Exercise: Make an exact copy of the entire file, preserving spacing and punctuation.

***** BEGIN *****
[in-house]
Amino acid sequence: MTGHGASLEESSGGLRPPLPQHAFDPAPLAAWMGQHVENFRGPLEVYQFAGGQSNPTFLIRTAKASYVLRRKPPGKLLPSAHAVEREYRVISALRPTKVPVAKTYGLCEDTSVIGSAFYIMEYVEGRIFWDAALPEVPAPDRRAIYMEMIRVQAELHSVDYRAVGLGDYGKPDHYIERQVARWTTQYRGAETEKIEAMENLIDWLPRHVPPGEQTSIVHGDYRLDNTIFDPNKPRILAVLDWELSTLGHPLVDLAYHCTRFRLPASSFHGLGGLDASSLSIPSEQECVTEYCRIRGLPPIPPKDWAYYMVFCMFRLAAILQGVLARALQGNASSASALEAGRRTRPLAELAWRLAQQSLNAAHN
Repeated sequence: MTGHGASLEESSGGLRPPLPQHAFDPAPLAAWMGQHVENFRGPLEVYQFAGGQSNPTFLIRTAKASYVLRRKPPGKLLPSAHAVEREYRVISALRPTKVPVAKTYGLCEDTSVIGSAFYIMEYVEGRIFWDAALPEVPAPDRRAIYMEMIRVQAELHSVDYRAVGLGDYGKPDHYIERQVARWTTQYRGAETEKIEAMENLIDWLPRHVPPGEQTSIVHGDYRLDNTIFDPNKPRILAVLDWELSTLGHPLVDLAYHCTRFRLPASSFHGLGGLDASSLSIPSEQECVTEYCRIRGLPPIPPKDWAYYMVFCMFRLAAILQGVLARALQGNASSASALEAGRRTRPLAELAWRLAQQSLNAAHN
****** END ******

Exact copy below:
[in-house]
Amino acid sequence: MTGHGASLEESSGGLRPPLPQHAFDPAPLAAWMGQHVENFRGPLEVYQFAGGQSNPTFLIRTAKASYVLRRKPPGKLLPSAHAVEREYRVISALRPTKVPVAKTYGLCEDTSVIGSAFYIMEYVEGRIFWDAALPEVPAPDRRAIYMEMIRVQAELHSVDYRAVGLGDYGKPDHYIERQVARWTTQYRGAETEKIEAMENLIDWLPRHVPPGEQTSIVHGDYRLDNTIFDPNKPRILAVLDWELSTLGHPLVDLAYHCTRFRLPASSFHGLGGLDASSLSIPSEQECVTEYCRIRGLPPIPPKDWAYYMVFCMFRLAAILQGVLARALQGNASSASALEAGRRTRPLAELAWRLAQQSLNAAHN
Repeated sequence: MTGHGASLEESSGGLRPPLPQHAFDPAPLAAWMGQHVENFRGPLEVYQFAGGQSNPTFLIRTAKASYVLRRKPPGKLLPSAHAVEREYRVISALRPTKVPVAKTYGLCEDTSVIGSAFYIMEYVEGRIFWDAALPEVPAPDRRAIYMEMIRVQAELHSVDYRAVGLGDYGKPDHYIERQVARWTTQYRGAETEKIEAMENLIDWLPRHVPPGEQTSIVHGDYRLDNTIFDPNKPRILAVLDWELSTLGHPLVDLAYHCTRFRLPASSFHGLGGLDASSLSIPSEQECVTEYCRIRGLPPIPPKDWAYYMVFCMFRLAAILQGVLARALQGNASSASALEAGRRTRPLAELAWRLAQQSLNAAHN